Today, class, we are going to discuss why LDS meetings are so blasted low-church (not a pejorative) protestant / evangelical in nature. We share very little tradtition with older faiths like Catholicism or Eastern Orthodoxy (which I will lump, for convenience, into the classification of "Orthodoxy"). Why is this? Are we afraid of ritual or ceremony? Certainly not! Have you ever been to the temple?

Let me offer a suggestion: of all the things that are mutable in the Church (and there are many) one of which is the rather basic nature of our meetings and our lack of liturgical year. I also would suggest that this is the case not because of some specific revelation, but merely because the Church was restored within an evangelical cultural milieu.

Can you name a good reason why we should not adopt some of the beautiful traditions of our fellow priesthood-authority-acknowledging brothers and sisters?

The following is a good question from "Answers to Gospel Questions, Volume 5" by Joseph Fielding Smith:

Question: "Can you please tell me why members of The Church of Jesus Christ of Latter-day Saints do not observe Good Friday as other Christians do?"

Answer: The reason why we do not observe Good Friday should be clear enough.

Easter is taken from a pagan spring holiday, that was governed by the moon. The Roman Catholic Church connected the birth of the Savior with this pagan ceremony. As you know, Easter is governed by the moon, and this spring pagan festival was celebrated according to the moon, any time in March and the end of April.

Now as you well know that the resurrection did not vary and it is foolish to celebrate the resurrection of our Lord at the end of March or the first of April, or middle of April or near the first of May, and put Good Friday the Friday before the Easter Sunday. I think you are wise enough to see the foolishness of it. The resurrection of the Savior does not vary year by year but it is a constant thing. Why should we follow the silly custom rather than to have one day for the resurrection?

Lovely, but by the same logic we shouldn't celebrate Easter either!

So what say you? I think we ought to push at least for Holy Week. Comments?

Wednesday, March 14, 2007

Editorial (that will never see the light of day)

Submitted to the Daily Universe re the flaccid state of BYUSA:

To the Editor:

A few of the recent responses concerning the latest BYUSA election have lamented the lack of student interest and involvement, and suggest that with more participation the organization could be fixed. Sadly, they are wrong. BYUSA is already overly "fixed" -- like my dog. All the involvement, money, and veterinarians in the world could not make my Labrador capable of siring pups. Similarly, BYUSA is a completely emasculated organization, unable to produce anything substantive. That is not meant as an indictment; it is merely the nature of the beast.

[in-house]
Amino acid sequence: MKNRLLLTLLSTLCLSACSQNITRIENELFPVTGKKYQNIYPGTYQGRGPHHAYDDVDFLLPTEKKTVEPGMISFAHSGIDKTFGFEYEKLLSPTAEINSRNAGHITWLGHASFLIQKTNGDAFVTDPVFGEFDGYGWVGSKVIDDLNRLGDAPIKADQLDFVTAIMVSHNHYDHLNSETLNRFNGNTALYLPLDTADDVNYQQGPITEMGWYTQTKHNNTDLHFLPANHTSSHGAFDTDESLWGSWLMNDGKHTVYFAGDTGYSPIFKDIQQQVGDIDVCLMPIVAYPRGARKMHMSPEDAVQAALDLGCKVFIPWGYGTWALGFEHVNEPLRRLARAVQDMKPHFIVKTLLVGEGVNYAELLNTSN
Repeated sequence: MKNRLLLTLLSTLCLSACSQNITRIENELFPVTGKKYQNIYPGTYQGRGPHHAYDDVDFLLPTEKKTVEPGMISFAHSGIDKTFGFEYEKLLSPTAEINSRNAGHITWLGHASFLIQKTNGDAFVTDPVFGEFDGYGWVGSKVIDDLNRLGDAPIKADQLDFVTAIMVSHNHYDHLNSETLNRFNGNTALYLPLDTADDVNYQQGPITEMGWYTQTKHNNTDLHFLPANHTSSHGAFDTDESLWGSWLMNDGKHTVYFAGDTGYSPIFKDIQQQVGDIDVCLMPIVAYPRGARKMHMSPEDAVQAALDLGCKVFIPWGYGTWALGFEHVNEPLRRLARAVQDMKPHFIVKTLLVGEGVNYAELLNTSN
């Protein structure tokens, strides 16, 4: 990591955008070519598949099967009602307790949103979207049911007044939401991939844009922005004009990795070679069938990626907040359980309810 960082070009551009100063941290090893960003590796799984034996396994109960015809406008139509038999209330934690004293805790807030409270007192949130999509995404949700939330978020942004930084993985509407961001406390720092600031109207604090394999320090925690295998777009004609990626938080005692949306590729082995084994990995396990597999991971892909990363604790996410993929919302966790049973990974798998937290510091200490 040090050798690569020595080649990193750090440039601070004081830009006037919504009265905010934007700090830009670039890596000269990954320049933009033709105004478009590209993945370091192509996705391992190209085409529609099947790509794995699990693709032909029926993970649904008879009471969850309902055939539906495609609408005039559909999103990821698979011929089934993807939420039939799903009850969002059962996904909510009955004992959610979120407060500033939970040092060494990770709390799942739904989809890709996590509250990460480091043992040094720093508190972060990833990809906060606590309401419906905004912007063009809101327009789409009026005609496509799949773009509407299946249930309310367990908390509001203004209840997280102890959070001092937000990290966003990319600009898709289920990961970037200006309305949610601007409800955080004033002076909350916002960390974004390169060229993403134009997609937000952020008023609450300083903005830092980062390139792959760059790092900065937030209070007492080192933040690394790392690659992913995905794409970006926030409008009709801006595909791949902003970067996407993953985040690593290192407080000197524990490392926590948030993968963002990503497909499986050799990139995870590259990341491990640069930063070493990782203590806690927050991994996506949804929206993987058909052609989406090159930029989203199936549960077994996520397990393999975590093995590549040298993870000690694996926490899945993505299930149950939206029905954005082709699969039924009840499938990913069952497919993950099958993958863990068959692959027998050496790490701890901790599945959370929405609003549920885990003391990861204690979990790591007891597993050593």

BYUSA is not a student government; they do not govern. They cannot effect change; they have no leverage with the administration because they derive their authority from the administration. They have no significant autonomy.

Thus, if students want to apply pressure to change policy, they must do it at the "grass-roots" level. For instance, do you think BYU Bookstore charges too much for text books? (Who doesn't?) Then organize a program or website that publishes booklists earlier so students can buy them cheaply online; arrange for students to advertise directly to other students the books they need to sell, eliminating Bookstore involvement.

Students can, in fact, be the agents of improvement at BYU, but they ought to understand the power dynamics behind the bureaucracy, which is by nature resistant to change. The only leverage they can bring to bear is making it less uncomfortable to change than it is to maintain the status quo.

If it gets published, I'll be quite surprised. And pleased.

Sunday, March 04, 2007

Random dribbles

Wow, it has been a really long time since I've posted. Life has gotten crazy and I don't have nearly the time anymore. In any case, for my faithful readership (of one) I ought to scribble down a few things that I have been looking into recently:

I. Why do LDS ignore (largely) the psalms?
They are holy writ, and they can teach us amazing things about the gospel. For instance, take a look at one of Christ's last utterances in mortaility: My god, my god, why had thou forsaken me? Most LDS don't realize that this quote comes directly out of the 22nd (in the KJV reckoning) psalm. It is a prayer that begins with desolation, but ends aknowledging that the Lord will triumph. Christ wasn't just expressing his sorrow, but his ultimate confidence that he would be victorious. Most LDS would say that here, by quoting that phrase, Jesus was fulfilling prophecy, but to suggest that that was all he was doing would be to say that Christ was not aware of that scripture or its implications, which is surely not the case. Christ chose it intentionally for what it would teach his disciples, who were steeped in the OT.

II. What is a "vain repetition"?
CS Lewis suggests that our prayers are bound to become repetitious no matter what we do. (In fact, it is just as artificial to be concerned with always coming up with new phrases to express our needs and thanks.) We will use the same words, period. The only important thing, then, if that we are constantly pouring new meaning and immediacy into those words. What then is the problem with using traditional phrases in prayer? That is not to say that we should abandon the extemporaneous for rote prayer, but that there might not be a problem in "festooning" our prayers with ancient, traditional phrases, which have become, over time, packed with meaning. For more info read: Letters to Malcom, Chiefly on Prayer by Lewis.

III. Pattern of prayer?
In the church our pattern of prayer is very basic:
Address God.
Thank him.
Ask him.
Close through Jesus Christ.

Might I submit that we try a slightly expanded version? It is called the ACTS pattern, and it addresses somethings we often leave undone in out prayers.

Address God


Close through Jesus Christ.

This has been working well for me. Try it and see what you think.